By learning from each image pair, the tensor network tweaked the parameters of its own calculations, successively enhancing its ability to create holograms. The fully optimized network operated orders of magnitude faster than physics-based calculations. That efficiency surprised the team themselves.
“We are amazed at how well it performs,” says Matusik. In mere milliseconds, tensor holography can craft holograms from images with depth information — which is provided by typical computer-generated images and can be calculated from a multicamera setup or LiDAR sensor (both are standard on some new smartphones). This advance paves the way for real-time 3D holography. What’s more, the compact tensor network requires less than 1 MB of memory. “It’s negligible, considering the tens and hundreds of gigabytes available on the latest cell phone,” he says.
The research “shows that true 3D holographic displays are practical with only moderate computational requirements,” says Joel Kollin, a principal optical architect at Microsoft who was not involved with the research. He adds that “this paper shows marked improvement in image quality over previous work,” which will “add realism and comfort for the viewer.” Kollin also hints at the possibility that holographic displays like this could even be customized to a viewer’s ophthalmic prescription. “Holographic displays can correct for aberrations in the eye. This makes it possible for a display image sharper than what the user could see with contacts or glasses, which only correct for low order aberrations like focus and astigmatism.”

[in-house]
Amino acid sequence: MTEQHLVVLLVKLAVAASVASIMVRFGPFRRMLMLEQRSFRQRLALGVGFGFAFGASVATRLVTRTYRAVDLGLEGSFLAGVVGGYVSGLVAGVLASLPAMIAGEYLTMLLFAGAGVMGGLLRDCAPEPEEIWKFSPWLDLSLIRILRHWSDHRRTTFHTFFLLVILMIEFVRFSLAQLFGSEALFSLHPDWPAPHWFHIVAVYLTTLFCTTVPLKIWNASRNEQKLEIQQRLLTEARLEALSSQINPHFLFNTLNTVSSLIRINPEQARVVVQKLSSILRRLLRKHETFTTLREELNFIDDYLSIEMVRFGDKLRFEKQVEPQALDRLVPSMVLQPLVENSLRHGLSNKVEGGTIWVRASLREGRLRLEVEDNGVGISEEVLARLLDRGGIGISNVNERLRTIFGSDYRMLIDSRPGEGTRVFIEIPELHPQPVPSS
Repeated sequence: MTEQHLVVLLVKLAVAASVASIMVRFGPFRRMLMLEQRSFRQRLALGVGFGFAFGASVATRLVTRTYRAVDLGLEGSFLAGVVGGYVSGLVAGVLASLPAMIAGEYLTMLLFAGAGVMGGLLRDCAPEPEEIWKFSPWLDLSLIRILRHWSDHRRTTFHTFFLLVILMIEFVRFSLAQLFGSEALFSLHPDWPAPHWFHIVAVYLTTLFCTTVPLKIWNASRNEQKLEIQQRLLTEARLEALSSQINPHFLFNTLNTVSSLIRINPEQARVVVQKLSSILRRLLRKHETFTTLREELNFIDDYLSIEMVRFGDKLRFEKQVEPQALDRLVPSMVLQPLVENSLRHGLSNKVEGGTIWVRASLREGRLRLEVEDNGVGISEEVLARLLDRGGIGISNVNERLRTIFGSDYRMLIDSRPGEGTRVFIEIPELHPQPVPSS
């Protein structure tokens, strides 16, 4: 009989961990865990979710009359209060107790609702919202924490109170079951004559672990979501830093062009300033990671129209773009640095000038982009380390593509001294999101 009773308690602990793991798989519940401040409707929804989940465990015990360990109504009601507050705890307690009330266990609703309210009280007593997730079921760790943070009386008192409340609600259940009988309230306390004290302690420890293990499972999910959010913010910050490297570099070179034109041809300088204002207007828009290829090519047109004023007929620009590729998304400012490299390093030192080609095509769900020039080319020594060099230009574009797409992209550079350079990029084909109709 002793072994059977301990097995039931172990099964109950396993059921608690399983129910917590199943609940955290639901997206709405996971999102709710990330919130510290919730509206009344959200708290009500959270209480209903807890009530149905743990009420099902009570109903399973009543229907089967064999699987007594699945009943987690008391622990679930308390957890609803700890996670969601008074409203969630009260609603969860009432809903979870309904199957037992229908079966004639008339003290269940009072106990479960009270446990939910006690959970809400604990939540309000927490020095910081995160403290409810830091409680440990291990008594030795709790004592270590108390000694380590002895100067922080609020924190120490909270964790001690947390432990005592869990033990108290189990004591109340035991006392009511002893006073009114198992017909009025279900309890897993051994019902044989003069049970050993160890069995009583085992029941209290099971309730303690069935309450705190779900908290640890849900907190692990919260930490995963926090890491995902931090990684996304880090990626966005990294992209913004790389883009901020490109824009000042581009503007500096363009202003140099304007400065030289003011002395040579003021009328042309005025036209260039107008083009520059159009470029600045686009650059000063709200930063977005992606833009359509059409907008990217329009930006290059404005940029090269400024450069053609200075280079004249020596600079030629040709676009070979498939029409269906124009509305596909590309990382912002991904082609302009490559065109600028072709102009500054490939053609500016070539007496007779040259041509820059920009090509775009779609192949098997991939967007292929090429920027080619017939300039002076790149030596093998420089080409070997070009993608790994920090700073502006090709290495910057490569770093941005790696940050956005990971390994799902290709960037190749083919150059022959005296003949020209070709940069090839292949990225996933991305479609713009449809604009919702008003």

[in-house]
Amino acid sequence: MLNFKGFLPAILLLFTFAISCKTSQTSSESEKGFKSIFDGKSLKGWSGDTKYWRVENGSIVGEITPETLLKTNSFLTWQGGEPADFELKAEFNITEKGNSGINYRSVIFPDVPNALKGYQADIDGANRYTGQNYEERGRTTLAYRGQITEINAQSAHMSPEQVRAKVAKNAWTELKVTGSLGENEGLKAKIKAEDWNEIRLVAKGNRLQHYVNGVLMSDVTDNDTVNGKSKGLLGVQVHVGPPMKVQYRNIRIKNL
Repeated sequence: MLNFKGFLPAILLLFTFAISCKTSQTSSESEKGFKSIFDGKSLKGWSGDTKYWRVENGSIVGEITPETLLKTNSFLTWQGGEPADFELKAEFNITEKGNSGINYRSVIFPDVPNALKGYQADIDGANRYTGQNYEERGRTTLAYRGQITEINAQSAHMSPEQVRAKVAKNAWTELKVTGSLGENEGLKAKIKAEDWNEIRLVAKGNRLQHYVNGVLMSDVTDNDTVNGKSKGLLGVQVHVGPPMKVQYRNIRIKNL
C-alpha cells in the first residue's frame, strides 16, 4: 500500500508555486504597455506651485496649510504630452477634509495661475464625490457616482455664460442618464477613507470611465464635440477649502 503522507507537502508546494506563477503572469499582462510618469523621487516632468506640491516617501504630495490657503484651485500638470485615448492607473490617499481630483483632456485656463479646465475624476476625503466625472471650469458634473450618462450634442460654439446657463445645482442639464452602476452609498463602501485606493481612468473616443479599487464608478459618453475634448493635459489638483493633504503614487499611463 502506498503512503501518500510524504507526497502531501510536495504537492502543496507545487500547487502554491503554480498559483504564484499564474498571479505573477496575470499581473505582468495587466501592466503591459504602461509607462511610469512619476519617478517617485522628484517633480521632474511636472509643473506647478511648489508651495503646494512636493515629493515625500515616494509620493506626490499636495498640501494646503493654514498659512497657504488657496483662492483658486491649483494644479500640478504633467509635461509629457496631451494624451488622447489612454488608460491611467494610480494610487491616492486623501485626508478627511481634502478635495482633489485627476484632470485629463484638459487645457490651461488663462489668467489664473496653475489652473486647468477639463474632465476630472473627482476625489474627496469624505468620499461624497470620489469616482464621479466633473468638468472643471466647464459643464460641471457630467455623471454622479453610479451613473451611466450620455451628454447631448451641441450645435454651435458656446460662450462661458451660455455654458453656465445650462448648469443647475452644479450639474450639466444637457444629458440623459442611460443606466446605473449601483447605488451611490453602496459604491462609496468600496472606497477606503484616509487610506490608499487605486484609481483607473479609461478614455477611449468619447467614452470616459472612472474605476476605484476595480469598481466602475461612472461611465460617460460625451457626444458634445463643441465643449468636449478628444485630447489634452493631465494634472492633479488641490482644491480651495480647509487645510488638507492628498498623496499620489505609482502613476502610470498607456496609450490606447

“A considerable leap”
Real-time 3D holography would enhance a slew of systems, from VR to 3D printing. The team says the new system could help immerse VR viewers in more realistic scenery, while eliminating eye strain and other side effects of long-term VR use. The technology could be easily deployed on displays that modulate the phase of light waves. Currently, most affordable consumer-grade displays modulate only brightness, though the cost of phase-modulating displays would fall if widely adopted.
Three-dimensional holography could also boost the development of volumetric 3D printing, the researchers say. This technology could prove faster and more precise than traditional layer-by-layer 3D printing, since volumetric 3D printing allows for the simultaneous projection of the entire 3D pattern. Other applications include microscopy, visualization of medical data, and the design of surfaces with unique optical properties.
“It’s a considerable leap that could completely change people’s attitudes toward holography,” says Matusik. “We feel like neural networks were born for this task.”